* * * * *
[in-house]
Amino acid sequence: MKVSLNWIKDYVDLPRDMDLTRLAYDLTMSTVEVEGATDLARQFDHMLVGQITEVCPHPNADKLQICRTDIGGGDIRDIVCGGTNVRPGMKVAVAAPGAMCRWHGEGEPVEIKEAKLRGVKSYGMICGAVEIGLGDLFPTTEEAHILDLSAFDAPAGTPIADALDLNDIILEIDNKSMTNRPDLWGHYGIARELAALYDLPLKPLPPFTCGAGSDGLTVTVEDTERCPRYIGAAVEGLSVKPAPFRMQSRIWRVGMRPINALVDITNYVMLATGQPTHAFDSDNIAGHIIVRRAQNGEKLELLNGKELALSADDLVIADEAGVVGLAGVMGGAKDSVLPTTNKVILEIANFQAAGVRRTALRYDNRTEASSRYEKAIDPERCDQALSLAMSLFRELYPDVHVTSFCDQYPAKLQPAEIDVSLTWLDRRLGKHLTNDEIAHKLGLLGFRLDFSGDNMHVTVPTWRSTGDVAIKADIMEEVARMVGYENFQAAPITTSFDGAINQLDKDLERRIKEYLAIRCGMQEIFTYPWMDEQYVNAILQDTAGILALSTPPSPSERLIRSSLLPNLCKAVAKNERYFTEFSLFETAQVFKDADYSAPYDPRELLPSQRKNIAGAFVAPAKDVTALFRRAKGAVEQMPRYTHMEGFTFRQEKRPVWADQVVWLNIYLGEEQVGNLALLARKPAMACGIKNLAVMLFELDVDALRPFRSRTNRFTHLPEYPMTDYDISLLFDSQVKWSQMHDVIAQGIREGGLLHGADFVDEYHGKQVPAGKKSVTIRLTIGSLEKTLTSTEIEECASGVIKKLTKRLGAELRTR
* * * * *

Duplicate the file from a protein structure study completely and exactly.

[in-house]
Amino acid sequence: MKVSLNWIKDYVDLPRDMDLTRLAYDLTMSTVEVEGATDLARQFDHMLVGQITEVCPHPNADKLQICRTDIGGGDIRDIVCGGTNVRPGMKVAVAAPGAMCRWHGEGEPVEIKEAKLRGVKSYGMICGAVEIGLGDLFPTTEEAHILDLSAFDAPAGTPIADALDLNDIILEIDNKSMTNRPDLWGHYGIARELAALYDLPLKPLPPFTCGAGSDGLTVTVEDTERCPRYIGAAVEGLSVKPAPFRMQSRIWRVGMRPINALVDITNYVMLATGQPTHAFDSDNIAGHIIVRRAQNGEKLELLNGKELALSADDLVIADEAGVVGLAGVMGGAKDSVLPTTNKVILEIANFQAAGVRRTALRYDNRTEASSRYEKAIDPERCDQALSLAMSLFRELYPDVHVTSFCDQYPAKLQPAEIDVSLTWLDRRLGKHLTNDEIAHKLGLLGFRLDFSGDNMHVTVPTWRSTGDVAIKADIMEEVARMVGYENFQAAPITTSFDGAINQLDKDLERRIKEYLAIRCGMQEIFTYPWMDEQYVNAILQDTAGILALSTPPSPSERLIRSSLLPNLCKAVAKNERYFTEFSLFETAQVFKDADYSAPYDPRELLPSQRKNIAGAFVAPAKDVTALFRRAKGAVEQMPRYTHMEGFTFRQEKRPVWADQVVWLNIYLGEEQVGNLALLARKPAMACGIKNLAVMLFELDVDALRPFRSRTNRFTHLPEYPMTDYDISLLFDSQVKWSQMHDVIAQGIREGGLLHGADFVDEYHGKQVPAGKKSVTIRLTIGSLEKTLTSTEIEECASGVIKKLTKRLGAELRTR